The effect to be given to the phrases "while acting in a fiduciary character" and "created by the fraud of the bankrupt," has been considered and fully settled by this court in the following cases: Chapman v. Forsyth, 2 How. 202; Neal v. Clark, 95 U.S. 704; Wolf v. Stix, 99 U.S. 1; Hennequin v. Clews, 111 U.S. 676; Strang v. Bradner, 114 U.S. 555; and Palmer v. Hussey, 119 U.S. 96. The class of debts held by the decisions in those cases to be excepted from the operation of bankrupt proceedings has been stated and illustrated with a clearness and fulness, which leaves but little opening for any controversy with regard to the application of the clause under consideration to particular cases.

    Under the bankrupt act of 1841, which excepted from discharge debts of the bankrupt, created in consequence of a defalcation as a public officer, or as executor, administrator, *69 guardian, or trustee, or while acting in any other fiduciary capacity, this court, in Champman v. Forsyth, held that the cases enumerated in the act are cases not of implied but special trusts; that the phrase, "in any other fiduciary capacity," referred, not to those trusts which the law implies from the contract, and which form an element in every agency, and in nearly all the commercial transactions in the country, but to technical trusts; and hence that a factor who had sold the property of his principal, and had failed to pay over to him the proceeds, did not owe to him a debt created in a fiduciary capacity within the meaning of the act.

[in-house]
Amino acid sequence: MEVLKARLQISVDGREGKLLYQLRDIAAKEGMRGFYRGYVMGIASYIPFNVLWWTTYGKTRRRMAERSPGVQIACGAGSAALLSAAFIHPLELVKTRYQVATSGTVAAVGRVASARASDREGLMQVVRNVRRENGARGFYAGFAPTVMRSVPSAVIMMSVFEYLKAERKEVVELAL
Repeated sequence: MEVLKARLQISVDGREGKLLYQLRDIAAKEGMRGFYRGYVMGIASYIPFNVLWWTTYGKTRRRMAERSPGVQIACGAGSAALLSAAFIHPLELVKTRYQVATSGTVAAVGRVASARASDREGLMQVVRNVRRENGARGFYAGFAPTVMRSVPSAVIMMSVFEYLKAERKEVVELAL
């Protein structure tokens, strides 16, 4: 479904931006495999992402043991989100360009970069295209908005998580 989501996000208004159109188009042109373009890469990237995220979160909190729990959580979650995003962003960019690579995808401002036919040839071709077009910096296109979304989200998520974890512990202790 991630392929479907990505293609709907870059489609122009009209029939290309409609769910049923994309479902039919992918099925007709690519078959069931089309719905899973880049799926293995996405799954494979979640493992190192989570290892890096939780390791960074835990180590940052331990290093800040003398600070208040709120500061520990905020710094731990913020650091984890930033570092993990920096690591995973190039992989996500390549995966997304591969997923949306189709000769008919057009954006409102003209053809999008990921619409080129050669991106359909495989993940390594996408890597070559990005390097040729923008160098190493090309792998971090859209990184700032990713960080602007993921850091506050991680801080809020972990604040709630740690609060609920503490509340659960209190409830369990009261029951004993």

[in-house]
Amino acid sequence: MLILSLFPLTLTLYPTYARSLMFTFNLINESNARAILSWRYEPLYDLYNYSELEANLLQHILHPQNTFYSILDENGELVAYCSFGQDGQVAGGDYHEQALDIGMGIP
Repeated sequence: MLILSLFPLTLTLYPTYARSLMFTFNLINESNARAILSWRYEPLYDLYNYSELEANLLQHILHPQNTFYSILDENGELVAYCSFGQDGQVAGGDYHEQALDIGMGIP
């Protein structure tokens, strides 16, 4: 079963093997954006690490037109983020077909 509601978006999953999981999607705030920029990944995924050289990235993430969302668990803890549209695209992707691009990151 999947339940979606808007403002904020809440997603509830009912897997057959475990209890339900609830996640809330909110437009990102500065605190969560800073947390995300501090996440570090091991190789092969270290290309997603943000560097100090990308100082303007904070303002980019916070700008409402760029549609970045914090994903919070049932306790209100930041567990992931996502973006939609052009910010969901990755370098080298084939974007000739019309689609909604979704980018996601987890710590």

That decision is stated by Mr. Justice Bradley, in the opinion in Hennequin v. Clews, to have been "not only followed but approved by the highest courts of several of the States."